I’m sure everyone was as blown away with the Killzone 2 demo that we saw at Sony’s conference, and it certainly succeeded in bringing a lot of people who thought they had seen the light with the Xbox 360 over to their camp. Now it seems all but certain that the demo, along with most of Sony’s other stuff, was pre-rendered and simply “indicative” of what their machine would be capable of.
That’s all well and good, but I can’t be the only one who has very clear memories of the unveiling of the PS2 as well. Sony’s rhetoric told us how it would be the entertainment hub of our homes (it turned out to be a crappy DVD player), that it would deliver graphics beyond our wildest dreams (was it really that much more powerful than the Dreamcast?), that it had the “Emotion Engine” (a link to the PS3’s “Reality Synthesizer”?), and that it would render CG quality in real time. They showed the ballroom scene from Final Fantasy VIII and told us that the PS2 could do it, and I’m sure that I heard Toy Story mentioned more than once.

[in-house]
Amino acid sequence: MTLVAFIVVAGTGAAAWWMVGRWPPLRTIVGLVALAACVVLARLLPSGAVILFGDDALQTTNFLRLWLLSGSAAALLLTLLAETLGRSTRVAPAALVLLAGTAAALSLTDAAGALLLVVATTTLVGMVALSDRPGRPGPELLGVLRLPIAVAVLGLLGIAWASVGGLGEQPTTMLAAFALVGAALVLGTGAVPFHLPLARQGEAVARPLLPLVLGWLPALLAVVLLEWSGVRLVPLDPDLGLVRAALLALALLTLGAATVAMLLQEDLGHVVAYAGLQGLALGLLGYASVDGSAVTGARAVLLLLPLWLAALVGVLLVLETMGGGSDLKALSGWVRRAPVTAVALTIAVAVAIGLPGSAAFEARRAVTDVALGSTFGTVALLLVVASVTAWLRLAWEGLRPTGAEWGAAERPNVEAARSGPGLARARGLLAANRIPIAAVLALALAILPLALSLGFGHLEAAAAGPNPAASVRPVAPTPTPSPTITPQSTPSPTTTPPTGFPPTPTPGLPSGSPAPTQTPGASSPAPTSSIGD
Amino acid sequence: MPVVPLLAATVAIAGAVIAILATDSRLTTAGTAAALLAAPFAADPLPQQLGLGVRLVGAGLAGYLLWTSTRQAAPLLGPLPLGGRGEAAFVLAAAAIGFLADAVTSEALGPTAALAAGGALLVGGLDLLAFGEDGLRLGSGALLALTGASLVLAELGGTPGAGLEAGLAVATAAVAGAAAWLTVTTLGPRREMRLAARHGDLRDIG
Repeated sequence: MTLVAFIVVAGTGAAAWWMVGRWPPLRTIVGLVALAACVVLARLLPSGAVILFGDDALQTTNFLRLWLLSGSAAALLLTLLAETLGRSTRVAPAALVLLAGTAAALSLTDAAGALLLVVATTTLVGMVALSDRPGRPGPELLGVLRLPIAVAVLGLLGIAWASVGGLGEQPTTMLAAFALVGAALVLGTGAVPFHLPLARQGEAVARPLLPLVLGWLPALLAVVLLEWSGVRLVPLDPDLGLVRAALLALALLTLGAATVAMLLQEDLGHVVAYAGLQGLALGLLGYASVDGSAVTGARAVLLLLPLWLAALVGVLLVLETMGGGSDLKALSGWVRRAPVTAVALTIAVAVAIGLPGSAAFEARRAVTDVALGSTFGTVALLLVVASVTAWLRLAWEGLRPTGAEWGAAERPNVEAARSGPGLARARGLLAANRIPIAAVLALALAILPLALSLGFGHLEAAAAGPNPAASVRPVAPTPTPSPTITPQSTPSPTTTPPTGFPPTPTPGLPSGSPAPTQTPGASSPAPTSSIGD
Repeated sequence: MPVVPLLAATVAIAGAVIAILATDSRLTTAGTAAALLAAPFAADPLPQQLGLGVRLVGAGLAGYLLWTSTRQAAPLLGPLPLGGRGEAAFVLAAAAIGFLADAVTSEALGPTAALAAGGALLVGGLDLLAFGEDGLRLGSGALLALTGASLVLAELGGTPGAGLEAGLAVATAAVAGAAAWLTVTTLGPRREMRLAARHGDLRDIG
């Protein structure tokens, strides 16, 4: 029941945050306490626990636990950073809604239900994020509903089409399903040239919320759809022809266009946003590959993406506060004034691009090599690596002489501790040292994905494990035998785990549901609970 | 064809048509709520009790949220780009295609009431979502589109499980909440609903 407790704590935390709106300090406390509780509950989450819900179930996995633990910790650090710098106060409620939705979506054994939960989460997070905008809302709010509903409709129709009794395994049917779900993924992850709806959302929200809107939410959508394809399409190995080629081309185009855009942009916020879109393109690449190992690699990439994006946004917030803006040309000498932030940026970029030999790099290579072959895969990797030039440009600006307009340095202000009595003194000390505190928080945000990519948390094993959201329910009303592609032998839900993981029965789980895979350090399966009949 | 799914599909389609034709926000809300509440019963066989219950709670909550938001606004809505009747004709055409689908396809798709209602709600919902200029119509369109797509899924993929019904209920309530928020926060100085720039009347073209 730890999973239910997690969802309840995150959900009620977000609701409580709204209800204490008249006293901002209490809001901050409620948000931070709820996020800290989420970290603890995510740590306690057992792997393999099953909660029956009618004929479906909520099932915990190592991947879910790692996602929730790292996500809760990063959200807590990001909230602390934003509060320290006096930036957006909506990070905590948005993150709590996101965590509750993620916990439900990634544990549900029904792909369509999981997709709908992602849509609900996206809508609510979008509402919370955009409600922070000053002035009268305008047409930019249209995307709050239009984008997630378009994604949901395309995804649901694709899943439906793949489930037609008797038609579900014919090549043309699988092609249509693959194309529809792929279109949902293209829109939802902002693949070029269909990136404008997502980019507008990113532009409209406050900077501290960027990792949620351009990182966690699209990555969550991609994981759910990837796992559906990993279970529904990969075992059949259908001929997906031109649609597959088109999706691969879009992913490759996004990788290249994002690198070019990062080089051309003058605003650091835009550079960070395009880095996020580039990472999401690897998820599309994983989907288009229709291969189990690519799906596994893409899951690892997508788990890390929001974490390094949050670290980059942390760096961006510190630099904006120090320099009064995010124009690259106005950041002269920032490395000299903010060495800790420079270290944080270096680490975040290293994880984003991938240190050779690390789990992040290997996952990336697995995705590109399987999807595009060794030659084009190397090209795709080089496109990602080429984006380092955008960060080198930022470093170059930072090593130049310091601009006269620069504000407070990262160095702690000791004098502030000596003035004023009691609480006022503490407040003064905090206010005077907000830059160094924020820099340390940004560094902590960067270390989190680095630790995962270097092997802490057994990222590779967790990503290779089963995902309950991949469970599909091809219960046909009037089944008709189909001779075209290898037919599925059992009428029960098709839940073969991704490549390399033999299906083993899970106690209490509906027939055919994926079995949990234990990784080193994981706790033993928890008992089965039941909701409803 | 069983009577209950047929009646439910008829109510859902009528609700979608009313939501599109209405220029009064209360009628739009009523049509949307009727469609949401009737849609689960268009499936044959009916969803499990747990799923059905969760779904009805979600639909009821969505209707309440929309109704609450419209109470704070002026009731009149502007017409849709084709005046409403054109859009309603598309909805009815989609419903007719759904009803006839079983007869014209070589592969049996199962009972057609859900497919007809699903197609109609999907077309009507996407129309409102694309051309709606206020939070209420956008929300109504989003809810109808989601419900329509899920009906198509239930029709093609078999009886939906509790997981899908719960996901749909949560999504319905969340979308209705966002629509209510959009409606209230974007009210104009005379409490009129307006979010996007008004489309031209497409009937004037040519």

Somehow they managed to pull exactly the same tricks this time and, as expected, everyone ate it up and it stole the thunder than Microsoft had built up with some real-time footage of games for their machine. I’m shocked that MS haven’t been making as much capital out of this as they can by making sure everyone knows that they showed genuine footage of their stuff that still managed to stand up to Sony’s nifty CG work. It makes me wonder if the PS3 is actually going to come out of the gate with any more power than Microsoft will do later this year.